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Ridiculous Fraud

by Beth Henley

In college I played Babe in Crimes of the Heart and it was the most wonderful experience - rehearsals and performances were so rewarding and the ensemble was near and dear to my heart. So, naturally, I was super excited to read Henley's Ridiculous Fraud, which is similar in a few ways to Crimes except that this go-around we have three brothers who are getting themselves into trouble.

I wasn't nearly as moved by this play as I was with Crimes and more than a few times I was confused. For the Times review (which actually agrees with me.. or I .. with it.. ), click the title link above. BUT, for the most part, it is a very entertaining play. The brothers are so very different - Andrew, the oldest, is a small-time politician who envisions himself as a king. Kap is in the middle and is somewhat lost in the world. He's happiest when he's duck hunting. Lafcad, the youngest who changed his name from Laurence in order to honor a somewhat macabre 19-century journalist, calls off his own wedding at the beginning of the play and hides for the better part of the first scene.

Andrew is clearly the organized one. He says at the beginning:
I have a new theory. Everyone should sleep less. I go to bed fifteen minutes later and set my clock fifteen minutes earlier. You cannot imagine what can be done with three and a half extra hours in the week. That's fourteen hours a month. A whole day's worth of work on "things you don't have time for."
Yes, but then you're tired. I love sleep. I try not to love it as much as I do, but I just happen to need a lot of sleep. I always have, so I see your point character-in-play-but-also-voice-of-author, but I am gonna hit my snooze button and you can't make me stop!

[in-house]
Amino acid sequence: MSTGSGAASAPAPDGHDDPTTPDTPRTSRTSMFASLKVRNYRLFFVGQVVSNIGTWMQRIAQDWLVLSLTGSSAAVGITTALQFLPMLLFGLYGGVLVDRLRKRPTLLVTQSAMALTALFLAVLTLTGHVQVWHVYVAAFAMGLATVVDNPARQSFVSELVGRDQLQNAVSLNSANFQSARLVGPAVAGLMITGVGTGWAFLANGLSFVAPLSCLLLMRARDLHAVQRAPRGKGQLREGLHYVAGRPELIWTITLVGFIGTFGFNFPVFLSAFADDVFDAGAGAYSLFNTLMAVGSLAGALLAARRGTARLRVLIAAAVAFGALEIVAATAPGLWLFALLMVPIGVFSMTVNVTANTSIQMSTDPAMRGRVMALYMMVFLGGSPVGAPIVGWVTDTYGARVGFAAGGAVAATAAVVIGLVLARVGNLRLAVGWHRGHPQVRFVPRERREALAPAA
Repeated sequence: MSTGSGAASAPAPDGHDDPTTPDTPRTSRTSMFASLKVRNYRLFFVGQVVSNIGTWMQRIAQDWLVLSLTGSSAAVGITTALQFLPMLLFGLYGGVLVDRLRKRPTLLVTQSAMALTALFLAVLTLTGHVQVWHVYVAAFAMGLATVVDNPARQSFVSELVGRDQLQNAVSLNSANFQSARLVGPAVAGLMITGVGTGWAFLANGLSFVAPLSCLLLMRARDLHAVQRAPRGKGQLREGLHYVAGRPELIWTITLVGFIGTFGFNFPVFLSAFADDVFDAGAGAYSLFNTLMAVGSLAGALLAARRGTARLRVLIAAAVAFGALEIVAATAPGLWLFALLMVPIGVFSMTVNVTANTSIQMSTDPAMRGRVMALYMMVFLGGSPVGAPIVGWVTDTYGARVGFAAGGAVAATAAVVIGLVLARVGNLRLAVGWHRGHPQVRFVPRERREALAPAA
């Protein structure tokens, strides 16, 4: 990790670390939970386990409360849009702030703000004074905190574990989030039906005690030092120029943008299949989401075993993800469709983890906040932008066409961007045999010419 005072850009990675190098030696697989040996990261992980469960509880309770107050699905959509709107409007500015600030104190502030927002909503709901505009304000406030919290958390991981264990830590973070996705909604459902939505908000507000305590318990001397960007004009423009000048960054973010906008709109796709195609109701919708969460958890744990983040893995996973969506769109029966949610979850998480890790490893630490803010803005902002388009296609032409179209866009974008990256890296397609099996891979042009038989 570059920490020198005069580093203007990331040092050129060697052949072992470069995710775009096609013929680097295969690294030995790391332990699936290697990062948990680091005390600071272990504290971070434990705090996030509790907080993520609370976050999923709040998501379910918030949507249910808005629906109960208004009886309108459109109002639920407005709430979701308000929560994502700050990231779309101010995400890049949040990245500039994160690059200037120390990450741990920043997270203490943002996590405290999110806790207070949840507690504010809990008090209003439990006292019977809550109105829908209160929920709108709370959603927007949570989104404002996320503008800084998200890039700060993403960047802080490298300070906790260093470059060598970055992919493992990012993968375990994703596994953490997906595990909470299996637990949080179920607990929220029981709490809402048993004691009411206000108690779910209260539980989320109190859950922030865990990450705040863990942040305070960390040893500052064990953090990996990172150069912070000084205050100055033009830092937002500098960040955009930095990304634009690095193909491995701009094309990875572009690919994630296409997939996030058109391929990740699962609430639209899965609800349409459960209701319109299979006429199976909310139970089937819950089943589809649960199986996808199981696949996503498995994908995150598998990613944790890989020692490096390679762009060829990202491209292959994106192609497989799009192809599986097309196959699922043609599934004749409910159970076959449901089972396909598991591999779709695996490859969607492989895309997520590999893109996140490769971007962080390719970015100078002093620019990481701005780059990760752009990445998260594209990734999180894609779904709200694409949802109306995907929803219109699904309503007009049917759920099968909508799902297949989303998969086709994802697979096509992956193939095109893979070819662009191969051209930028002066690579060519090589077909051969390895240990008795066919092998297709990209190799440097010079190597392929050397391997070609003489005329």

Perhaps my favorite line, comes from the boys' uncle. He seems like a lost little man, one who bought a diamond ring for a street performer twenty+ years his junior. To his nephew he says:
I can't bear to talk to a sales person. They only want to sell you things and it's so upsetting. This buzzing comes into my ears and I pay whatever they want. Whatever they require I let them have it. 
Okay. I can relate to this. I'm gonna tell a story. So, my freshman year at NYU, being new to the city, I fell for this marketing trick where a guy or gal comes up to you and says, "Where do you get your hair done?" and he or she is dressed nicely and coiffed and you think, oh this person isn't homeless or asking me for money, they want to make me look good. WRONG. They DO want your money. And while it's not a scam, you basically buy an appointment at a salon and they throw in a free makeup session or a manicure, it still feels dirty because you're giving this stranger your credit card number on the street (or sitting on a bench in Washington Square Park after the salesman asks if he can take you to dinner). SO fast-forward six years! and what happens to me the other day? That's right, this guy says, "Hey yoga-girl, where do you get your hair done?" and basically cuts me off from crossing the street. And I said, "Oh, no thanks, I fell for this before." and I should have just kept walking but I said that and he JUMPED on it like all good salesmen and said, "Oh, well how was your experience? Who was it with? etc etc." and ten minutes later I've bought another one of these gd things with no desire to attend his salon! What is wrong with me?! Bottom line - he was one smooth talker and I better have a fierce haircut in the very near future.

Wednesday Play-a-day: Becky's New Car by Steven Dietz

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